This game was supposed to happen last month, but life got in the way and we had to postpone. It was worth the wait. Lots of fun. We met yesterday (Sunday) at our usual spot, Madness Games & Comics. As is my habit, I got there early to get us a good table. One of the employees noticed that I was setting up for an RPG and suggested a table near a column in the store, where I could put the GMs chair at the head of the table and not block an aisle. Nice guy. I struck up a conversation with him, telling him how much we enjoy the store and appreciate the free gaming space, and that each of us always tries to buys something after we play to help support the place. He told me they really appreciate it, and that there are a few groups that not only don’t buy anything, but leave a huge mess at the gaming table. Well, those people need to be taken out and publicly caned. Madness it the BEST, and needs to be supported and respected!
Anyway, back to the game. I’d had some time to plan this game. As usual I’d gone through numerous versions of the session. Numerous possible trajectories for the story. I knew I wanted some really fun action in this session. Last session was nearly all roleplaying, which is great, but we needed some violence. The trick of course is to lead the PCs to the action in a way that makes sense. They still had some work to do finding clues to start leading them to the person they were seeking.
In the olds days I hated having the party separated, but with my current gaming group, over both my campaigns, I don’t mind it too much. Of course eventually I want the team united, but I don’t mind moving back and forth between two or three groups of PCs now. I just make notes, and try move from one group to another pretty quickly, giving them all something to do. This was particularly useful on Sunday, as the team was split into three groups, all looking for clues in different ways. I had four clues ready for them, and was able to work two of them into the game successfully since the team was working this way. I was on my way to discovering this kind of GMing technique for investigative games, and then the GURPS Mysteries book articulated it really well. That book has great advice for GMing investigative games, regardless the system. I recommend it.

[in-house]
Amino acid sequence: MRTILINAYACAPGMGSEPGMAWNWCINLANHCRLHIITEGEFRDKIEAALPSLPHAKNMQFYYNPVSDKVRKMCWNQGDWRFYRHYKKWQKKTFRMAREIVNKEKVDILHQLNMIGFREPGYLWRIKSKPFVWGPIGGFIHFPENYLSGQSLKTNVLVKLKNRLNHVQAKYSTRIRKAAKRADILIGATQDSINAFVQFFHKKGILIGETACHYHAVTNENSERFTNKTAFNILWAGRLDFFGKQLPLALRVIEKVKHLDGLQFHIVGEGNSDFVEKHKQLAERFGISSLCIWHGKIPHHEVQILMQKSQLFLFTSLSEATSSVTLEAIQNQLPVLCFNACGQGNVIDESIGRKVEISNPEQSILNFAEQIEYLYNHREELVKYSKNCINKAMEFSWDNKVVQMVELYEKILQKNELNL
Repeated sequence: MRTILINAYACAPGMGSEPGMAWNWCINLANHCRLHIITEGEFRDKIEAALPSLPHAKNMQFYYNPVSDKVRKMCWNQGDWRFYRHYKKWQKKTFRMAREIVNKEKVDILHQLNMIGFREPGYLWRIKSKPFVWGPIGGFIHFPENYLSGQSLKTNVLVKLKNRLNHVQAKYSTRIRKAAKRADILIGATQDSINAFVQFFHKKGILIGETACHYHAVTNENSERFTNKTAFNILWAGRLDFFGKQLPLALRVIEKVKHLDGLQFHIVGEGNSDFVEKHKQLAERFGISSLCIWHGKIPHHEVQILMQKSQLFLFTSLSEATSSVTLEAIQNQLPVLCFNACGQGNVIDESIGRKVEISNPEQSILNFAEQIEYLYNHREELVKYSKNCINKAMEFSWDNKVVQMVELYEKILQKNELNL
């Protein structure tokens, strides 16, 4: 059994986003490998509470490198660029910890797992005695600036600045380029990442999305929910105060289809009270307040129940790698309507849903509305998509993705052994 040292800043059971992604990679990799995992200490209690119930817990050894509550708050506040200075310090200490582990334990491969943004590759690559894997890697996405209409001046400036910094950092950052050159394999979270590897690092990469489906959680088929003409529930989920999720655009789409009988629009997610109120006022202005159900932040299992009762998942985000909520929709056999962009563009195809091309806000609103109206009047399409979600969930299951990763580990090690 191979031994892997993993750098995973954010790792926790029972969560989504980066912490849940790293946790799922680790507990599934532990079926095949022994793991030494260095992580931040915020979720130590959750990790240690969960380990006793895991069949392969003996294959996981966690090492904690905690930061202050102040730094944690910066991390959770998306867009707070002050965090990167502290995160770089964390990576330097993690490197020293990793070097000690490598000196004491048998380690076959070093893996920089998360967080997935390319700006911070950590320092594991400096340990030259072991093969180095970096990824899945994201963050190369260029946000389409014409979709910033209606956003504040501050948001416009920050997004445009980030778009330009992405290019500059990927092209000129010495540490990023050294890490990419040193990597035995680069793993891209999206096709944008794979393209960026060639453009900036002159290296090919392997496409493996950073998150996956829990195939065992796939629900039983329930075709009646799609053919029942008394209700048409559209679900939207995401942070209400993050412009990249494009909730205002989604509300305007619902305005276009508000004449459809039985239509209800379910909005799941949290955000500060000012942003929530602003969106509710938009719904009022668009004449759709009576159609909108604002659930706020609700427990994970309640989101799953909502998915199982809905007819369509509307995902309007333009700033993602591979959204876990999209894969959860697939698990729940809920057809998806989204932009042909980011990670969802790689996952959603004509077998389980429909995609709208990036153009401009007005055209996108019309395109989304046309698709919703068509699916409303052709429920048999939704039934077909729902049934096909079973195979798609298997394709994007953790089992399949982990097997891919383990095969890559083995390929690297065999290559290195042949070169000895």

The other advice I’ve taken heed of lately — well — I can’t remember where I read this, but it’s to have a third party involved in the story. You need the heroes, their adversaries, and at least one other entity or organization that can provide help, hindrance, information, or otherwise simplify/complicate the story (or in this case game). In the case of my game, I’m using some NPC organizations to let me, as GM, give the PCs a bit of help when they are stuck, but it all fits in well with the story. It’s taken me decades to really learn this simple lesson.
So, we had some nice action during a grav bike chase in the bioluminescent Pachyderm trails through the jungles of Planet Uetonah. I used the same rules I homebrewed for the mining pod close-quarters ship combat we used in Session 7. They work pretty well. I don’t want our sessions to turn into tactical ship/vehicle combat that slows everything down, and these rules are doing the job. They keep the game moving, offering just enough structure that I’m not just “making stuff up.” The players have some agency and results are still determined by the dice.
The players, of course, threw me a few curveballs. I had a much more complex layer of tunnels through the canopy above the Pachyderm trails I was hoping they would enter, but their use of grenades against their pursuers was very effective. I used that noise of the grenades as the reason the giant snake creature inhabiting the upper system of tunnels was attracted to the action, and it then of course chased them. I made it damned hard to kill. Took a lot of grenades to put it down, and even then it was only unconscious. Tough bastard!
I had lots more stuff planned but we ran out of time. Rather than rush through more stuff probably mess up some fun encounters, I stopped the session a the three hour mark. Plenty left to do in late July, and time for me to modify it more and make it better.
I’m loving this game.